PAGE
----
Test Pilots Documentary

Test flying is always something I’ve been interested in. It combines 2 things I have a lot of interest in, science and aviation. There are only a few test pilots school in the world. Among the best known, are Naval Test Pilots School at Pax Rvier, MD, the USAF Test Pilots School at Edwards AFB California, Ecole du personnel navigant dessais et de reception (EPNER) the French Air Force Test Pilots School, the National Test Pilots School in Mojave CA (which is the world’s only civilian test pilots school and which I’m hoping to attend in a few years), and the Empire Test Pilots School at Boscombe Down, UK.

In 1986 the BBC produced this interesting and informative documentary detailing The Empire Test Pilots School class 44 going through training at Boscombe Down in the UK. There are 6 parts each lasting 30 minutes. “Test Pilots” the viewer a good idea of the hard work that goes into becoming a test pilot, as well as the flight test process itself.

There are a LOT of different airplanes here making cameos. Beavers, Tornadoes, Buccaneers, Vikings, Hornets, Blackhawks, way to many to name here so fellow airplane geeks should be well pleased 🙂

If you want to learn more there are a few flights test blogs out there that I read:

Mark Jones Jr’s Multiply Leadership . Mark is a graduate of the USAF Test Pilots School and former test pilot in the C-17 Globemaster 3 program.

Mark Dickerson’s Flight Test Today. Mark is a retired Air Force Test Pilot and former NASA Program Manager and current board member at the Society of Experimental Test Pilots.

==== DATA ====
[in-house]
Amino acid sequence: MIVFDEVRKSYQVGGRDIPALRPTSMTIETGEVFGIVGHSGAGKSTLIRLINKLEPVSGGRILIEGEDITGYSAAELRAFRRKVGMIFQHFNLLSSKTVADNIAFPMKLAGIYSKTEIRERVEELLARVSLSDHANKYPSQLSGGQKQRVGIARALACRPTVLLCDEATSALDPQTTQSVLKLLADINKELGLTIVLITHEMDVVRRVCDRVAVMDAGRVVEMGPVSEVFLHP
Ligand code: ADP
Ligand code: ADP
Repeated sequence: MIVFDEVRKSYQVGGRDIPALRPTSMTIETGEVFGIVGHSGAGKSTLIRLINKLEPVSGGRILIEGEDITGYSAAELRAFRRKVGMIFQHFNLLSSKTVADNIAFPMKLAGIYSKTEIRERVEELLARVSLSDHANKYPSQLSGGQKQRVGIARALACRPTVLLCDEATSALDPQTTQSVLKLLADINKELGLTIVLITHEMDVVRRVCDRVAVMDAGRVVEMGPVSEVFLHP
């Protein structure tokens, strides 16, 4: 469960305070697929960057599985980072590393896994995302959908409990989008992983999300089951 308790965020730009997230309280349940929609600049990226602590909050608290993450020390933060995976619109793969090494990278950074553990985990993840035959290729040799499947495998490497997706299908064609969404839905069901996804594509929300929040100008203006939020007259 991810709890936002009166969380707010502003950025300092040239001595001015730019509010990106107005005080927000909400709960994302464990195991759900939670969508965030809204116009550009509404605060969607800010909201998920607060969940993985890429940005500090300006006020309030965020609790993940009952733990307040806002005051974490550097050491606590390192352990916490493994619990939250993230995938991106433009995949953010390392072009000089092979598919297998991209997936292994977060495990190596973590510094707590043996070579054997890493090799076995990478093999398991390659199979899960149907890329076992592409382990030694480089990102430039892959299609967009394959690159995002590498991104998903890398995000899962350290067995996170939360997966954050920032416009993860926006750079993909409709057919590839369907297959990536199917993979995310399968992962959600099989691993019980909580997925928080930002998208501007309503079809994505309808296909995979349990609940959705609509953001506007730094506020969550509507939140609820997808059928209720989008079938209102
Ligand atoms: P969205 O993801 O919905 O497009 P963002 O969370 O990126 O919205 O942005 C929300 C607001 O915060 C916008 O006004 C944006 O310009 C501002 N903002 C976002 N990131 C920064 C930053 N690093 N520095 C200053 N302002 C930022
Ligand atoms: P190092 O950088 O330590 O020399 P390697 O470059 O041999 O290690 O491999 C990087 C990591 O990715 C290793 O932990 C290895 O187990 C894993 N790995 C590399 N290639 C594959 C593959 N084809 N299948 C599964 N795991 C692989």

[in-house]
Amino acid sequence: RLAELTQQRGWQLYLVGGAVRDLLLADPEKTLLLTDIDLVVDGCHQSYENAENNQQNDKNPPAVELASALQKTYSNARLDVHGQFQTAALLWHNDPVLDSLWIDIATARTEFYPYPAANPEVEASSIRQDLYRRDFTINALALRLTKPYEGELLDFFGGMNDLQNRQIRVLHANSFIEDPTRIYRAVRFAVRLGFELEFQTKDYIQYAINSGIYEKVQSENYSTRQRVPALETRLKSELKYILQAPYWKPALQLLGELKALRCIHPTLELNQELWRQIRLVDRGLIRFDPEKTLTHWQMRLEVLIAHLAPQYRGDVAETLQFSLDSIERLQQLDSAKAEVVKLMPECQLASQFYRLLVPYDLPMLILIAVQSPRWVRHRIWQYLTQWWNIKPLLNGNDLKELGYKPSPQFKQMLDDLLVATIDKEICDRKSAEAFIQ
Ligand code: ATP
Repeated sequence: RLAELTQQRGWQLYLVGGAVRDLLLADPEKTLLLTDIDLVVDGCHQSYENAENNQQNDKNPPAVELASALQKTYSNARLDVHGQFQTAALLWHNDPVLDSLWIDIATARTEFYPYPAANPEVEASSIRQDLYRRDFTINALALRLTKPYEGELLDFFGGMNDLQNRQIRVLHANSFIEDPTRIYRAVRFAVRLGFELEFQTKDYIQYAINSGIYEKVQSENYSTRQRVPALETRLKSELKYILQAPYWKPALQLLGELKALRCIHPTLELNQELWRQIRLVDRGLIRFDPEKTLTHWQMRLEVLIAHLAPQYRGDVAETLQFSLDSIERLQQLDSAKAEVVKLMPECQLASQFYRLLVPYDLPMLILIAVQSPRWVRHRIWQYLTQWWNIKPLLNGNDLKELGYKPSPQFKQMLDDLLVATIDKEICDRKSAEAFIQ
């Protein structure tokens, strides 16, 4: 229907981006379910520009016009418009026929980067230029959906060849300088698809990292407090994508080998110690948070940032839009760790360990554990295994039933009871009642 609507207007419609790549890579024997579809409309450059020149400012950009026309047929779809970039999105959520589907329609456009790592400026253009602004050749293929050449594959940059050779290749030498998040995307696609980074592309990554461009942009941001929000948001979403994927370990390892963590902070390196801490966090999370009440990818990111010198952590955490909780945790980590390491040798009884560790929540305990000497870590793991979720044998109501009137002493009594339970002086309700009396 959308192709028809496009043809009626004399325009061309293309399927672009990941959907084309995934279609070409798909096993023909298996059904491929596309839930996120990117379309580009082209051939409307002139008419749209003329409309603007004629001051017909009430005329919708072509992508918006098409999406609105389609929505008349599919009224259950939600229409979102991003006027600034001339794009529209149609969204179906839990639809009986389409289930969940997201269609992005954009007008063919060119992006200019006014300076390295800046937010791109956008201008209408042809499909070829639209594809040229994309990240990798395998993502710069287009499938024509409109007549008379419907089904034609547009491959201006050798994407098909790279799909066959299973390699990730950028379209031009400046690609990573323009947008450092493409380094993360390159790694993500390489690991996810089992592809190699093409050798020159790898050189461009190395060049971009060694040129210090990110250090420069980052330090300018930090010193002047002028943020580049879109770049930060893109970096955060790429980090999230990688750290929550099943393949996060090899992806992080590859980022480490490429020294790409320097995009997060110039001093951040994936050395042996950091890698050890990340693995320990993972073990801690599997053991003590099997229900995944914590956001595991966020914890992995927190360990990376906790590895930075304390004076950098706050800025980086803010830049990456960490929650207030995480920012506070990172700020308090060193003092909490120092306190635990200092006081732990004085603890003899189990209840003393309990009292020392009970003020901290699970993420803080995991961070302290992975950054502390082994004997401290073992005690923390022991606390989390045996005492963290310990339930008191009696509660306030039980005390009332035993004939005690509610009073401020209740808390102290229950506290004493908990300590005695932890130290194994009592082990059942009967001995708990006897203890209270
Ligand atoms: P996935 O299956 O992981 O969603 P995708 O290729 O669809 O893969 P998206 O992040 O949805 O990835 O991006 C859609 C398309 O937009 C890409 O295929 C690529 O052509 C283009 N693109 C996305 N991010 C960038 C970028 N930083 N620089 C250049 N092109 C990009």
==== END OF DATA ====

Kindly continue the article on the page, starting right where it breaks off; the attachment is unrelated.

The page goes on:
9 Comments

Filed under Airplanes, Flight simulation, Flying

9 responses to “Test Pilots Documentary

  1. Bill Brandt

    You guys have such interesting posts – and I will have to come back to this when I am done with my program that is due – bug free – Tue. (Hopefully before!)

    But to the subject of test pilots (and I know we have a rather stellar cast of audience – including at least 1 Navy Test Pilot?)

    I think the job has become a “bit” safer from the 1950s seat-of-the-pants flying but still you need to add steroids on that pilot quality of keeping your mind at focus when everything is falling apart seemingly – I would define that quality as not – “absence of fear” but the ability to continue processing in spite of that fear

    Fear is the rational mind’s telling you that something is wrong!

    In the 50s designing a decent ejection seat was really as important as the aircraft itself – and I remember an opening passage in Tom Wolfe’s book The Right Stuff , where a Navy Test pilot at Patuxent (left out of the movie) – anyway this guy is testing an ejection seat, and falling from 8,000 feet.

    There is a problem and it is obvious the chute isn’t opening but the guy is still calmly giving whatever data the people on the ground are needing.

    I guess that is the engineer side of the pilot coming out.

    i will have to come back to these – such good stuff here – and still mulling over some things Hogday said in in post on the Rules of Engagement – but will have to come back after programming (and avoiding an angry boss).

  2. Mike M.

    Flight test engineer, actually. There was a very famous incident when John Cunningham, a test pilot for DeHavilland, had to bail out of an aircraft…then had the presence of mind to observe the crashing airplane (took photos, IIRC) – which let the design team correct the problem.